Constantine Cavafy was born on 29th April 1863 in Alexandria, Egypt, the youngest of nine siblings, two of whom died in infancy. His father, Petros Ioannes, who held dual Greek and British citizenship, was a wealthy businessman with import/export offices in Constantinople, London and Liverpool. At the time of Petros’ death the family were living in Liverpool but moved back to Alexandria in 1877 following financial difficulties. They then moved to Constantinople, the birthplace of Cavafy’s parents, to escape military conflict in Egypt. It was during this time that their home in Alexandria was destroyed by fire during bombardment by the British fleet. When British rule was imposed in Egypt Cavafy renounced his British citizenship. They were able to return to Alexandria in 1885 and Constantine Cavafy spent the rest of his life there.
Cavafy attended schools in England and in Alexandria, where he borrowed many books from public libraries and prepared for a career in journalism. By the age of eighteen he’d started compiling his own historical dictionary.
In Constantinople he started to research his Greek ancestry after meeting family members. It was said he had his first homosexual experience there at the age of nineteen. He wrote, many years later:
Cavafy secured a job in 1892 with the Ministry of Public Works in Egypt and held it for the next thirty years even though it was supposed to be a temporary position because his Greek citizenship excluded him from a permanent job. He also started working at the Alexandrian Stock Exchange, becoming a registered broker from 1984 to 1902, and this dual wage enabled him to live in financial comfort, despite a gambling habit.
Cavafy started publishing poems in 1886. His first one, Bacchial, appeared in the periodical Hesperus. He refused to publish his work in book form, preferring to publish in newspapers, periodicals and broadsheets. Only after his death was the first anthology, published, in 1935. It was thought that his reluctance to publish was because of the personal nature of his poems, containing as they did sexually explicit references to his homosexuality. W H Auden, in his introduction to The Complete Poems of C P Cavafy, 1961, wrote:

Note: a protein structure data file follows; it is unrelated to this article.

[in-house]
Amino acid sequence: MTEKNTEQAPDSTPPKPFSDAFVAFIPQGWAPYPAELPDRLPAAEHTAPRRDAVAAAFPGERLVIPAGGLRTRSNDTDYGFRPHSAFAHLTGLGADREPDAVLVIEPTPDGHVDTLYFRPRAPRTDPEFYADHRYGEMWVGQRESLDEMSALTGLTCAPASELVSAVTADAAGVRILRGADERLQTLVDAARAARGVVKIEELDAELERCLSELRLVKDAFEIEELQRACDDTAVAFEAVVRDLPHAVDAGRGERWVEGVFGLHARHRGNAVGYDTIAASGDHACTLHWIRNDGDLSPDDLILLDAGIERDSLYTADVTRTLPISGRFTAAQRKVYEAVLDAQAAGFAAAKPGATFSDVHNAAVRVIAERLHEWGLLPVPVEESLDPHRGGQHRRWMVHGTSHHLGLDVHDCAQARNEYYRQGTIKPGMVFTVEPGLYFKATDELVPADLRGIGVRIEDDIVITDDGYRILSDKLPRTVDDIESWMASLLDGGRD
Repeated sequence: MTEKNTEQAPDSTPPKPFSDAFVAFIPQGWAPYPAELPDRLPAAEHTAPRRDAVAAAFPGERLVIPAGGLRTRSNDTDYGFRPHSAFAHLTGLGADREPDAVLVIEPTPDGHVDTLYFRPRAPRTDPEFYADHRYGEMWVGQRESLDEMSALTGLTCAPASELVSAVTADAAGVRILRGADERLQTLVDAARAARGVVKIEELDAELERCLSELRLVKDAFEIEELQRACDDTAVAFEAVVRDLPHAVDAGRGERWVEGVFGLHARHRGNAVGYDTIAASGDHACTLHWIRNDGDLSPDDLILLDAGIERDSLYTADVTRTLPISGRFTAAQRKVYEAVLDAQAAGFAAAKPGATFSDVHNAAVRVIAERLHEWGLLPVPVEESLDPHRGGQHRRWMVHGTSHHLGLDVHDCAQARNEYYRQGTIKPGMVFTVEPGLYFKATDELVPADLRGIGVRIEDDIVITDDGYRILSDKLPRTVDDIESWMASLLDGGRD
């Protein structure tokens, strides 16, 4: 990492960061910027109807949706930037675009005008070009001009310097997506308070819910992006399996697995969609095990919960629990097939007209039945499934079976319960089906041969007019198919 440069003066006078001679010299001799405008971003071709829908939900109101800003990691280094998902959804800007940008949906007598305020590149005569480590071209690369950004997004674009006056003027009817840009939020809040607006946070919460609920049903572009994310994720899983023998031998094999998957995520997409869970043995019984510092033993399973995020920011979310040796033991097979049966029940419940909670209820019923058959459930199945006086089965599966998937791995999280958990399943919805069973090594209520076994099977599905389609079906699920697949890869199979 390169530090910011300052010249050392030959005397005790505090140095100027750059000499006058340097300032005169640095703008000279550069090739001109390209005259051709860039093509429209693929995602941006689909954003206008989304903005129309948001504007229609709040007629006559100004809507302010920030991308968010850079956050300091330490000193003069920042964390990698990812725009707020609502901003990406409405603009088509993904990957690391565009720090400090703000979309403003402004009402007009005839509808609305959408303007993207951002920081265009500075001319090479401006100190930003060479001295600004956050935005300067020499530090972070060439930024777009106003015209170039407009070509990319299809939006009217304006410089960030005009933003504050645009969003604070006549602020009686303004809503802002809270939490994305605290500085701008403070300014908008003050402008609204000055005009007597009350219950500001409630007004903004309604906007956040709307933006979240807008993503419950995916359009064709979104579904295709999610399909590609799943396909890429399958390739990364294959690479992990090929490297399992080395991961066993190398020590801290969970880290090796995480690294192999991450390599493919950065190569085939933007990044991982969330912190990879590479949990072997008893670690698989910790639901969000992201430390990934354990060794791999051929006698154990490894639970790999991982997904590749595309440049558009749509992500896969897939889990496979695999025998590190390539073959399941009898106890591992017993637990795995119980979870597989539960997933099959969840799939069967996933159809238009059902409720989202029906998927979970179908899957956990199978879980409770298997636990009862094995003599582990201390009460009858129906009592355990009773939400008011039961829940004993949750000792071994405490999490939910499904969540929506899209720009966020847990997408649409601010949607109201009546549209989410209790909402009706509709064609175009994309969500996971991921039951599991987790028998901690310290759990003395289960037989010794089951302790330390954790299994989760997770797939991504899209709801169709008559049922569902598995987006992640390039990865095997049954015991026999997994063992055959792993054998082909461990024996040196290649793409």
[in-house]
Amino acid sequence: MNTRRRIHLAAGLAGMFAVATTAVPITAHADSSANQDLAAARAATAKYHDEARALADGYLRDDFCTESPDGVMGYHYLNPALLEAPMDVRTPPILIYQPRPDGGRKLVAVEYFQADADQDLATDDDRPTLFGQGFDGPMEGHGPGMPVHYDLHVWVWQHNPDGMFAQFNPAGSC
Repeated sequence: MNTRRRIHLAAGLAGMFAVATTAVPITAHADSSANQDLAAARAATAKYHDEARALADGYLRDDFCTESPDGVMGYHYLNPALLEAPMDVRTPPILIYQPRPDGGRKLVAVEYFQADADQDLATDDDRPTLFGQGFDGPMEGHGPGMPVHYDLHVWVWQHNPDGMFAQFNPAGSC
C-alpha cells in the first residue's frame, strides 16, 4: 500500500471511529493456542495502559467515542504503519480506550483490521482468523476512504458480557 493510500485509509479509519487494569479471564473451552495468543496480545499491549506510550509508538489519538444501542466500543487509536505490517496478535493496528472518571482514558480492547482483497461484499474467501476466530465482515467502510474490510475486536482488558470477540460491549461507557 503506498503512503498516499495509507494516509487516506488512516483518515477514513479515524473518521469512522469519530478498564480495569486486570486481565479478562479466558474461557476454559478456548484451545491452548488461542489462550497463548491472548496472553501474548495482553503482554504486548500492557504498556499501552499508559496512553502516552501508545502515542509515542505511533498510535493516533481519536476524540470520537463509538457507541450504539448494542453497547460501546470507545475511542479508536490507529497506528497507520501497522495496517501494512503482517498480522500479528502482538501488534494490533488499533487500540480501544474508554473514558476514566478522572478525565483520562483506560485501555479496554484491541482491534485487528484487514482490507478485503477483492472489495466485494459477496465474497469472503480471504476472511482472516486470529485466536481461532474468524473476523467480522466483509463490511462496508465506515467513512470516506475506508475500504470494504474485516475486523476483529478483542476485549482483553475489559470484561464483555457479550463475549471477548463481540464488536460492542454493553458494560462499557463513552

His style of writing was direct and his language individual, seemingly not caring for rhyme or rhythm. His natural instinct for words and expression owed nothing to the manner of others, either Greek or European. Whether penning erotic or historical poems, Cavafy explores the pursuit of pleasure and the destructive consequences of decadence as in his poem The Battle of Magnesia:
Cavafy’s reputation as one of the greatest Greek modern poets grew only after his death from cancer on 29th April 1933. His poetry is taught in schools in Greece and Cyprus and in universities worldwide. His apartment in Alexandria has been converted into a museum.